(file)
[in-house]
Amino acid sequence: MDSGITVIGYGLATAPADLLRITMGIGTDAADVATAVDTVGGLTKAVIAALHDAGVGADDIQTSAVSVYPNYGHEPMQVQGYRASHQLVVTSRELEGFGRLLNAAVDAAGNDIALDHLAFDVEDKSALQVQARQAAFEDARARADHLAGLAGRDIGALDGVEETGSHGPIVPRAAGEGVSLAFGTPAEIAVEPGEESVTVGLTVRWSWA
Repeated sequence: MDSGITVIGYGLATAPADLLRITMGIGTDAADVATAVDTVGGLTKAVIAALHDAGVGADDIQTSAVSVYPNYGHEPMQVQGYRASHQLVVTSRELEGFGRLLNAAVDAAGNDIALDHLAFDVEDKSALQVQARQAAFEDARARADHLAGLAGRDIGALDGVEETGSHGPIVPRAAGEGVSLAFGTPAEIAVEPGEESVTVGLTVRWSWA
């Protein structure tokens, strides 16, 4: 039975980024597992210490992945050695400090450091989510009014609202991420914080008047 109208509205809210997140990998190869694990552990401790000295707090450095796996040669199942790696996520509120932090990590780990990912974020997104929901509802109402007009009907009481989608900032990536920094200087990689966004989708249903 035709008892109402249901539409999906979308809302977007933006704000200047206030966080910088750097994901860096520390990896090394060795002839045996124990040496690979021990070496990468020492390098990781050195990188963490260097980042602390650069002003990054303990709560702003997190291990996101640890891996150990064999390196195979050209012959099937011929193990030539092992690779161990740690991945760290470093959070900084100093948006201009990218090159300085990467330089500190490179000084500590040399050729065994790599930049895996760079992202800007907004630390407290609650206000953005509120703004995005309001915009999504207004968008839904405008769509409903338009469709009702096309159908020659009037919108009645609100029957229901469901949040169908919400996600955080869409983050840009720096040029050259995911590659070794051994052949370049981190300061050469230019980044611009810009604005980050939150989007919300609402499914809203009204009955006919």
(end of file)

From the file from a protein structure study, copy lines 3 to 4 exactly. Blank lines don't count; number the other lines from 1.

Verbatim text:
Repeated sequence: MDSGITVIGYGLATAPADLLRITMGIGTDAADVATAVDTVGGLTKAVIAALHDAGVGADDIQTSAVSVYPNYGHEPMQVQGYRASHQLVVTSRELEGFGRLLNAAVDAAGNDIALDHLAFDVEDKSALQVQARQAAFEDARARADHLAGLAGRDIGALDGVEETGSHGPIVPRAAGEGVSLAFGTPAEIAVEPGEESVTVGLTVRWSWA
């Protein structure tokens, strides 16, 4: 039975980024597992210490992945050695400090450091989510009014609202991420914080008047 109208509205809210997140990998190869694990552990401790000295707090450095796996040669199942790696996520509120932090990590780990990912974020997104929901509802109402007009009907009481989608900032990536920094200087990689966004989708249903 035709008892109402249901539409999906979308809302977007933006704000200047206030966080910088750097994901860096520390990896090394060795002839045996124990040496690979021990070496990468020492390098990781050195990188963490260097980042602390650069002003990054303990709560702003997190291990996101640890891996150990064999390196195979050209012959099937011929193990030539092992690779161990740690991945760290470093959070900084100093948006201009990218090159300085990467330089500190490179000084500590040399050729065994790599930049895996760079992202800007907004630390407290609650206000953005509120703004995005309001915009999504207004968008839904405008769509409903338009469709009702096309159908020659009037919108009645609100029957229901469901949040169908919400996600955080869409983050840009720096040029050259995911590659070794051994052949370049981190300061050469230019980044611009810009604005980050939150989007919300609402499914809203009204009955006919």